Is Carlos Hyde Good Enough to Win Over Kyle Shanahan?
Investing in running backs on bad teams is almost never a good idea, but Chris Raybon recently did a great job at breaking down what the changing of the guard means in San Francisco—so I won’t spend too much time there. I did find this excerpt extremely noteworthy:
“Everyone from team beat writers to general manager John Lynch has questioned the fit of Carlos Hyde in Kyle Shanahan's zone-blocking scheme. Those questions became amplified after MMQB's Peter King reported Shanahan forced the team to override its draft board to select rookie Joe Williams. More recently, rumblings have taken a 180, with Hyde earning unanimous praise. Talk of Williams unseating Hyde was unfounded—the quicker Williams compliments the more powerful Hyde”
Hyde looks locked in as the lead back—for now—after playing exclusively with the first-team offense in the 49ers' first preseason game. Williams was the clear third back in the rotation. Veteran Tim Hightower reportedly looked most comfortable in the outside-zone scheme, but it remains to be seen if he can ever be more than a replacement level talent.
Will the new regime move on from Hyde? If not, do Hightower and/or Williams pose an immediate threat Hyde's workload? Does it even matter for an injury-prone back on a bad team?
Hyde's Rushing Expectation charting, which balances metrics with film evaluation—one of the toughest things to do in fantasy football—will provide some clues as to how to attack the 49ers’ backfield in fantasy drafts.
Rushing Expectation: Carlos Hyde
Hyde is a decisive, big-bodied running back who attacks creases well at the line of scrimmage and uses his above-average burst to get to the outside often.
In charting Hyde for the second time, where he shines on film is with his rare strength, physicality, and explosive power. He frequently creates his own holes and gets downhill. Once contacted, he almost always falls forward. His balance through contact is very good, he has rare finishing strength, and his power is repeatedly on display in short-yardage situations.
Admittedly, Hyde’s opportunities in the receiving game were limited—he had just 15 targets in both samples I charted—but I see room for growth given his chart shows solid versatility. He ran most of his routes to the flat, but was also targeted out wide, on the inside, and split out wide. Hyde’s receiving skills were average, but he showed solid ball skills, using his hands when given the opportunity.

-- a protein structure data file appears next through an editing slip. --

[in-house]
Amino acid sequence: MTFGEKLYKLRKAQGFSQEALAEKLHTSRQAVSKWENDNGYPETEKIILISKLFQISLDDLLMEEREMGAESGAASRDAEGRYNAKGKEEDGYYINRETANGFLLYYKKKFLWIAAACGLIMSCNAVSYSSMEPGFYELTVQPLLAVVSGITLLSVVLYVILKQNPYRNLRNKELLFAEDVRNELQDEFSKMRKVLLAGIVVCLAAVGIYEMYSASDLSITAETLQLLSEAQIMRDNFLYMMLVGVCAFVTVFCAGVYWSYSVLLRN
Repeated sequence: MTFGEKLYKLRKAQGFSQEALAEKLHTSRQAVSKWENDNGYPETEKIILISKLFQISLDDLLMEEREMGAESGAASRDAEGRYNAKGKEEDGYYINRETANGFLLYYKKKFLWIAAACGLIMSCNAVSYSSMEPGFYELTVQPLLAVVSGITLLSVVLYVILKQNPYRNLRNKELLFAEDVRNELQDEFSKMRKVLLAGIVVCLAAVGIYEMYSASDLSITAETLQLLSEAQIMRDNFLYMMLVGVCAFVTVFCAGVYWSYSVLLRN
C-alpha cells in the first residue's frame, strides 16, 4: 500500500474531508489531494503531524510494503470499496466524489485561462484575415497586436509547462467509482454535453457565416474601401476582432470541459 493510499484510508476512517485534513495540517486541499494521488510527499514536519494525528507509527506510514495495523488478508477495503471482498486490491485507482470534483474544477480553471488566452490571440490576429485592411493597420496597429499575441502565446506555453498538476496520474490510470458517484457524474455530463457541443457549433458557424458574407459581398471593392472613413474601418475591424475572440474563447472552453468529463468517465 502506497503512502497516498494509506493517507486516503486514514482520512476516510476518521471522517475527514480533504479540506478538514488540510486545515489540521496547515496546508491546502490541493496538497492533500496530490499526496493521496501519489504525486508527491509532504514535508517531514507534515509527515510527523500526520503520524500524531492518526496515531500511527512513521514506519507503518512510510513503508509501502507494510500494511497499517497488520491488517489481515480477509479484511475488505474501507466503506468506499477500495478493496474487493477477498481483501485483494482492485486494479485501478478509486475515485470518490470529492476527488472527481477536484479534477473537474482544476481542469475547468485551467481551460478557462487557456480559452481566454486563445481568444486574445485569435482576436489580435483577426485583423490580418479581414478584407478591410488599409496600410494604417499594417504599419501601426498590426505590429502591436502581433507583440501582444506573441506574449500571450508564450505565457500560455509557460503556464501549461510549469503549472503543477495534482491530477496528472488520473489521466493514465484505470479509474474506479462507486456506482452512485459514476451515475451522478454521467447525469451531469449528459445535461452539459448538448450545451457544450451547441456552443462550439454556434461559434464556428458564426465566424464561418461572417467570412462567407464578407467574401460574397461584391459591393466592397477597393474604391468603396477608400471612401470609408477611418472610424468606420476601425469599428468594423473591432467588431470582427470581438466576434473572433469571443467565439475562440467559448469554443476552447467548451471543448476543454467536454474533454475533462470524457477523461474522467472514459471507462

Expected Success Rate is the signature metric of Rushing Expectation, and highlights the fact that not every Success Rate is created equal. (If you are new to this series, you can learn more about this metric in the introduction article.) Let’s see how efficient Hyde performed relative to his offensive line:
The 49ers' overall Expected Success Rate on rushing attempts in 2016 was 37.8 percent, dead last in the NFL, and well below the league average of 46.3 percent. Surprisingly, the offensive line was one of the best in terms of Adjusted Reception Yards. It’s possible poor offensive line play can actually help a running back be successful in the passing game on highly efficient short throws from a smart quarterback.
Despite limited help from his blocking on the ground, Hyde was successful as a runner. He finished with a 70th percentile Expectation Score on the ground and a 91st percentile Expectation Score through the air in 2016. Though Hyde’s burst is above average and allows him occasionally get to the edge, his long speed is average at best. Objectively, I could see even more room for growth with his efficiency if his offensive line can give him even slightly more than it did in 2016.
Elusiveness behind the line of scrimmage is an extremely underrated but prevalent ability among the league's best feature backs. This is where before-contact yards come in. Hyde has consistently shown above-average proficiency in this metric, posting 77th and 63rd percentile scores over the past two seasons, respectively.